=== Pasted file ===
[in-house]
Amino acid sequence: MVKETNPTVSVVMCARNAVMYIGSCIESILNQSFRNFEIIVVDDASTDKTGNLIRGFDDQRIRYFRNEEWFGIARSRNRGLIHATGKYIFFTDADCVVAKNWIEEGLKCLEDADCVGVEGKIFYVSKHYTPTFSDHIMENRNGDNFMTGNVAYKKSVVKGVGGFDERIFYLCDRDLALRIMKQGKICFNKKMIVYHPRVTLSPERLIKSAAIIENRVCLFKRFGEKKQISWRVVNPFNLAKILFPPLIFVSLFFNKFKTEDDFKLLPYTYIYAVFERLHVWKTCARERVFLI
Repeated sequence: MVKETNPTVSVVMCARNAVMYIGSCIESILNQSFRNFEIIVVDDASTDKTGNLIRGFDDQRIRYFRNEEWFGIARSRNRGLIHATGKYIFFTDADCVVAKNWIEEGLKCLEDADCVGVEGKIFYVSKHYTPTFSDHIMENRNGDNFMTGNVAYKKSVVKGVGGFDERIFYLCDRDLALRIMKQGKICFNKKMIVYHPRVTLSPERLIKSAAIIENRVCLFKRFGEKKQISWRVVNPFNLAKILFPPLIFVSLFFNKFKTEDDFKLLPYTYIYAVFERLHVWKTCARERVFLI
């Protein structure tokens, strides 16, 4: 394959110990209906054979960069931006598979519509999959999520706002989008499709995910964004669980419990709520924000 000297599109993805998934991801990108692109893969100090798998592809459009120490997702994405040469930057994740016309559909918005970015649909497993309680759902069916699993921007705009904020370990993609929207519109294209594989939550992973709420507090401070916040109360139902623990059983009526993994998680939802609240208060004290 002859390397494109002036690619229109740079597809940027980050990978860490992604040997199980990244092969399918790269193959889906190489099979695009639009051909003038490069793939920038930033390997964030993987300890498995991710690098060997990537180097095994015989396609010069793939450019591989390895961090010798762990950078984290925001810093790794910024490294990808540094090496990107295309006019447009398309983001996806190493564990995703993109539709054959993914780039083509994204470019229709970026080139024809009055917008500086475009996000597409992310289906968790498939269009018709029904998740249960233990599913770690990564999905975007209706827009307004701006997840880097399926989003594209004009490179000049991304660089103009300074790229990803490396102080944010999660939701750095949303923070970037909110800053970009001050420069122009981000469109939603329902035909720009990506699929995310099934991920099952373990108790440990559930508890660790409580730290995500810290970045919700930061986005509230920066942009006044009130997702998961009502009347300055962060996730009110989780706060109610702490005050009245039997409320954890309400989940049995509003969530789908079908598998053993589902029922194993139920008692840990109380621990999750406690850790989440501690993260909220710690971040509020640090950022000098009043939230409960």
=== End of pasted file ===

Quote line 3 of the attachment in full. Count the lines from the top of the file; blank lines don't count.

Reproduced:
Repeated sequence: MVKETNPTVSVVMCARNAVMYIGSCIESILNQSFRNFEIIVVDDASTDKTGNLIRGFDDQRIRYFRNEEWFGIARSRNRGLIHATGKYIFFTDADCVVAKNWIEEGLKCLEDADCVGVEGKIFYVSKHYTPTFSDHIMENRNGDNFMTGNVAYKKSVVKGVGGFDERIFYLCDRDLALRIMKQGKICFNKKMIVYHPRVTLSPERLIKSAAIIENRVCLFKRFGEKKQISWRVVNPFNLAKILFPPLIFVSLFFNKFKTEDDFKLLPYTYIYAVFERLHVWKTCARERVFLI